Baton Rouge Symphony Orchestra spring season welcomes home opera singer Lisette Oropesa

She’s been around the world, performing everywhere from the Met in New York City to Italy’s ancient Accademia Nazionale di Santa Cecilia. Now, prolific soprano Lisette Oropesa is returning to her hometown April 14 to perform with BRSO. With a full year of concerts awaiting her, we checked in with Oropesa between her travels.

What have you been up to lately?

I just returned from Rome, Italy, where I made my debut as a singer in Italy. I sang [Gabriel Fauré’s Requiem in D minor, Op. 48], which is a very beautiful mass and a beautiful solo for soprano. It was very well received, and they loved me! Now I’ve got some music to prepare for doing concerts in the spring.

You spend so much of your year traveling and performing—how much time do you get to spend back home in Baton Rouge?

Very little. Throughout the entire year, I spend maybe a total of two months in Baton Rouge. More often than not, I’m not actually home.

How does it feel to do a homecoming show like this one with BRSO?

It’s really exciting! I haven’t sung with Baton Rouge Symphony Orchestra ever. I sang in choruses that worked with BRSO when I was really young, and I was in band growing up, so I’ve probably worked with some of the members, so that’s about the association I’ve had with BRSO. It’s my first time being invited to do something like this. It does feel like coming home, but it also feels like a first time.

What are your favorite cities you’ve visited while touring?

Some of my cities are really the obvious ones—Paris, New York is fantastic, San Francisco is beautiful. My favorite city in entire the world, though, is Amsterdam. It’s the Venice of the north and probably the most charming, amazing, gorgeous city we’ve ever visited.

Sounds like you’re living the dream.

Yes! Sometimes I wake up in the middle of the night, and I’m like, ‘Where am I? Are we in Chicago? No, are we in Pittsburgh?’ Sometimes you literally forget. You’re always sleeping in a different bed, and the jet lag can get rough sometimes, but it’s just something you learn to love. If you don’t love traveling, you won’t love this job.

Having experienced so many other cities, how do you feel about the arts and music scene back home?

I went to LSU, and the School of Music there, their voice department has always been very, very strong. A couple of months ago, I actually got to go back to LSU and lead some classes there, and I got to hear a lot of the current crop of students. And the group that I heard was extraordinary. It’s still a great school and a great place to go and study, because the staff really cares about the students.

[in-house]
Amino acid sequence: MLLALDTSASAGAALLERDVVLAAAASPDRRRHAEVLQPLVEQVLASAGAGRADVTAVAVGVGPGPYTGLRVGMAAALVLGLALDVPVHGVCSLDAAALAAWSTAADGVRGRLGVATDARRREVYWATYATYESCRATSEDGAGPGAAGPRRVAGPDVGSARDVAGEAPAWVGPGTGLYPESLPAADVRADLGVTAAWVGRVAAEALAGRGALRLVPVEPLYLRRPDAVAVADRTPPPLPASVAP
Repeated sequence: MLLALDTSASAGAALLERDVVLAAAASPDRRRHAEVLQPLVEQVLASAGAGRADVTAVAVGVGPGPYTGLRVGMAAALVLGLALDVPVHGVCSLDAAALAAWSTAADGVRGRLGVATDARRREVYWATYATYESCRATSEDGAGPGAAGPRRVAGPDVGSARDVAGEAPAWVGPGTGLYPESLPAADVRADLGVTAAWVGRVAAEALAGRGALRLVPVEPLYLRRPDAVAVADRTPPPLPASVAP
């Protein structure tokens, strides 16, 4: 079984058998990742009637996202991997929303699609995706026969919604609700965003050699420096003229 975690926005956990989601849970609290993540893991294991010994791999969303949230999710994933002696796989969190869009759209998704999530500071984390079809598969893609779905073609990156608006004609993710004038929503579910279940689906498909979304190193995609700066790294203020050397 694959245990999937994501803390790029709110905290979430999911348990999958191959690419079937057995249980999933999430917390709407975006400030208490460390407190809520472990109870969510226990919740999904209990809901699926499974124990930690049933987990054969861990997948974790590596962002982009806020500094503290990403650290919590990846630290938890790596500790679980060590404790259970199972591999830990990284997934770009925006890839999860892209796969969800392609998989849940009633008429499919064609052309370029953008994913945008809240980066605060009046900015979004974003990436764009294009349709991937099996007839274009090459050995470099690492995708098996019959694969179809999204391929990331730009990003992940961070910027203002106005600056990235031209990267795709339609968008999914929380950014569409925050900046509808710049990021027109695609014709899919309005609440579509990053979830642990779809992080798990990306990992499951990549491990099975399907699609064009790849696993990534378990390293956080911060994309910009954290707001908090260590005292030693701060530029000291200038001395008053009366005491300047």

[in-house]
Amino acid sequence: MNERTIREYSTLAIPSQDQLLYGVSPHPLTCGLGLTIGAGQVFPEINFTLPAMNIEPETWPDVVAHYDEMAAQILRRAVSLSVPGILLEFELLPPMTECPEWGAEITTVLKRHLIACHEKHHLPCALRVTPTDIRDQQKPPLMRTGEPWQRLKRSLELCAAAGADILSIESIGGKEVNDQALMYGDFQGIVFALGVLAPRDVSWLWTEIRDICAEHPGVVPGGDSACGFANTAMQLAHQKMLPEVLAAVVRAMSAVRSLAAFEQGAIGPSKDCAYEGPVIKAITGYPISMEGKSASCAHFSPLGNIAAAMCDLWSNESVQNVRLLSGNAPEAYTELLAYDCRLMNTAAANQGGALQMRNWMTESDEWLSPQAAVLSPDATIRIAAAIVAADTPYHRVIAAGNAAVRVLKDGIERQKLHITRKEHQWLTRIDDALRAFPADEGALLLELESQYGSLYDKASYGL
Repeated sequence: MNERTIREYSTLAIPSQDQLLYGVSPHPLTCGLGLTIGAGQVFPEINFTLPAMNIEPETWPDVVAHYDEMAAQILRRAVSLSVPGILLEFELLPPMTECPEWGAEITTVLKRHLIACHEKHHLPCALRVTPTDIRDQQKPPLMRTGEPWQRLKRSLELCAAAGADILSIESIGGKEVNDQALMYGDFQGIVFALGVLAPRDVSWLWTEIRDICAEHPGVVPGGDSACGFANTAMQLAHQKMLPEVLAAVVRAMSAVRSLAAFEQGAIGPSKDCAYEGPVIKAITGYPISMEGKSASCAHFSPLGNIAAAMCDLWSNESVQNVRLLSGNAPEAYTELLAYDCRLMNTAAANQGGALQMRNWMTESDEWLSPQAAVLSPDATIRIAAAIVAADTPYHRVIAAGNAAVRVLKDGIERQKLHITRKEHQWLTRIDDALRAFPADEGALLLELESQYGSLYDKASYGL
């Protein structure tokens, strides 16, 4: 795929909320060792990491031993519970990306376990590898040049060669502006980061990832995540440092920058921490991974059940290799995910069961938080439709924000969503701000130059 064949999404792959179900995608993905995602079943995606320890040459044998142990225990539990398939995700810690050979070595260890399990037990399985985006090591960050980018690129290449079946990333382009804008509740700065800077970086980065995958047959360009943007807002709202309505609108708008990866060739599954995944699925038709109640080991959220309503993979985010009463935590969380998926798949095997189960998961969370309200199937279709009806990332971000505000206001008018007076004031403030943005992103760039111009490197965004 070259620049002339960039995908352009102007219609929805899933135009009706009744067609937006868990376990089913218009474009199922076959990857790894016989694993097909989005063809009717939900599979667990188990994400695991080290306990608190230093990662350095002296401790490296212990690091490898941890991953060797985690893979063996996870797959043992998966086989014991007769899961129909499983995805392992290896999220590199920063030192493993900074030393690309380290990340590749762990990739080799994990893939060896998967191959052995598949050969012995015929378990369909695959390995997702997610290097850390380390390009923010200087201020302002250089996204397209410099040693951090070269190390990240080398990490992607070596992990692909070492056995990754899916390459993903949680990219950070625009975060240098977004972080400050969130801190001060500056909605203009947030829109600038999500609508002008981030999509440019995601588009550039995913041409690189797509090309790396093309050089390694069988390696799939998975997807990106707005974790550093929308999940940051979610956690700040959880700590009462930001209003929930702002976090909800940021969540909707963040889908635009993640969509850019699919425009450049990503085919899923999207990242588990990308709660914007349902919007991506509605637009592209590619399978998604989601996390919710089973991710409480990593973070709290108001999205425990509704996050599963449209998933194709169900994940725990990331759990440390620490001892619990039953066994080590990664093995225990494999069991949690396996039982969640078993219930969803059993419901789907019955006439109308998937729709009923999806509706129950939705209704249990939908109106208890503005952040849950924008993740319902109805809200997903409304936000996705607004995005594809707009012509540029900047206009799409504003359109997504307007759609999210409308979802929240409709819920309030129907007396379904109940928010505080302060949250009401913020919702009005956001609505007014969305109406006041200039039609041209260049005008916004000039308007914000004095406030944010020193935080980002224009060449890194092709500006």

You come from this Louisiana history, and you’re also Cuban-American. How do you bring that blend of cultures into your opera performances?

Being Cuban is something I can’t hide about myself no matter how hard I try. I grew up in a bilingual house. I always spoke Spanish, and I’ve always been very interested in language. In Louisiana, we grew up learning French in schools. And one of the big, big, big keys to being an opera singer is being able to communicate in many languages—not just singing but also speaking because you’re visiting foreign countries for a big chunk of your time. So being bilingual has always been an advantage for me, because I’m open to other languages and other cultures and other backgrounds.

My family came here in ’68 as refugees, so I feel a very great appreciation and respect for having been born in this country as a first-generation American, because I’m lucky. If my family had stayed in Cuba, I would never have had these opportunities. Every time I perform somewhere new and I get a compliment and I get another job, there’s this huge sense of gratefulness for the sacrifice my family made to come here. So I bring a sense of that to what I do.